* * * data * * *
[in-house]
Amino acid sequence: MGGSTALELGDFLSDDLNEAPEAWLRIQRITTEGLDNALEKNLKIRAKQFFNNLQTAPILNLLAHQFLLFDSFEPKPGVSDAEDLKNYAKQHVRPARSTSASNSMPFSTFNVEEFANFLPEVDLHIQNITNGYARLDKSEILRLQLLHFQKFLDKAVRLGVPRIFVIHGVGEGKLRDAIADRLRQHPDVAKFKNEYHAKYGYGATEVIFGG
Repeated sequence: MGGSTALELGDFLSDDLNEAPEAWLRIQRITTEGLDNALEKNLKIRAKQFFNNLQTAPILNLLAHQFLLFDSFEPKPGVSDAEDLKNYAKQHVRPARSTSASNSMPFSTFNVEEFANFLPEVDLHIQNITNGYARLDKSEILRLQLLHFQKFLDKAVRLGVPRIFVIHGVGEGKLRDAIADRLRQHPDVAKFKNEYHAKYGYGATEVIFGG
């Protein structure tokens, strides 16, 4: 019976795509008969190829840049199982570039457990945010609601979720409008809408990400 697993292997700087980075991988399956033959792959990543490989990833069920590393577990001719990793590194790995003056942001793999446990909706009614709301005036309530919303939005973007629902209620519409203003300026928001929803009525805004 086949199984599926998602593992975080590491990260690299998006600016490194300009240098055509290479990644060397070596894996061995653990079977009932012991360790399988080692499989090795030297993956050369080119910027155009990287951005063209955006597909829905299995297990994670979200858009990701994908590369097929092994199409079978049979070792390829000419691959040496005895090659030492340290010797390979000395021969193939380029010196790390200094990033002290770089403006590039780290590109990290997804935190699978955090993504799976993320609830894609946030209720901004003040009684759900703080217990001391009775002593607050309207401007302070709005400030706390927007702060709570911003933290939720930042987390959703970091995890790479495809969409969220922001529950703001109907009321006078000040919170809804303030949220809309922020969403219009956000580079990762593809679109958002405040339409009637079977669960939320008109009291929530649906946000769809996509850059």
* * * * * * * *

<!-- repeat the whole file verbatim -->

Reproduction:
[in-house]
Amino acid sequence: MGGSTALELGDFLSDDLNEAPEAWLRIQRITTEGLDNALEKNLKIRAKQFFNNLQTAPILNLLAHQFLLFDSFEPKPGVSDAEDLKNYAKQHVRPARSTSASNSMPFSTFNVEEFANFLPEVDLHIQNITNGYARLDKSEILRLQLLHFQKFLDKAVRLGVPRIFVIHGVGEGKLRDAIADRLRQHPDVAKFKNEYHAKYGYGATEVIFGG
Repeated sequence: MGGSTALELGDFLSDDLNEAPEAWLRIQRITTEGLDNALEKNLKIRAKQFFNNLQTAPILNLLAHQFLLFDSFEPKPGVSDAEDLKNYAKQHVRPARSTSASNSMPFSTFNVEEFANFLPEVDLHIQNITNGYARLDKSEILRLQLLHFQKFLDKAVRLGVPRIFVIHGVGEGKLRDAIADRLRQHPDVAKFKNEYHAKYGYGATEVIFGG
């Protein structure tokens, strides 16, 4: 019976795509008969190829840049199982570039457990945010609601979720409008809408990400 697993292997700087980075991988399956033959792959990543490989990833069920590393577990001719990793590194790995003056942001793999446990909706009614709301005036309530919303939005973007629902209620519409203003300026928001929803009525805004 086949199984599926998602593992975080590491990260690299998006600016490194300009240098055509290479990644060397070596894996061995653990079977009932012991360790399988080692499989090795030297993956050369080119910027155009990287951005063209955006597909829905299995297990994670979200858009990701994908590369097929092994199409079978049979070792390829000419691959040496005895090659030492340290010797390979000395021969193939380029010196790390200094990033002290770089403006590039780290590109990290997804935190699978955090993504799976993320609830894609946030209720901004003040009684759900703080217990001391009775002593607050309207401007302070709005400030706390927007702060709570911003933290939720930042987390959703970091995890790479495809969409969220922001529950703001109907009321006078000040919170809804303030949220809309922020969403219009956000580079990762593809679109958002405040339409009637079977669960939320008109009291929530649906946000769809996509850059």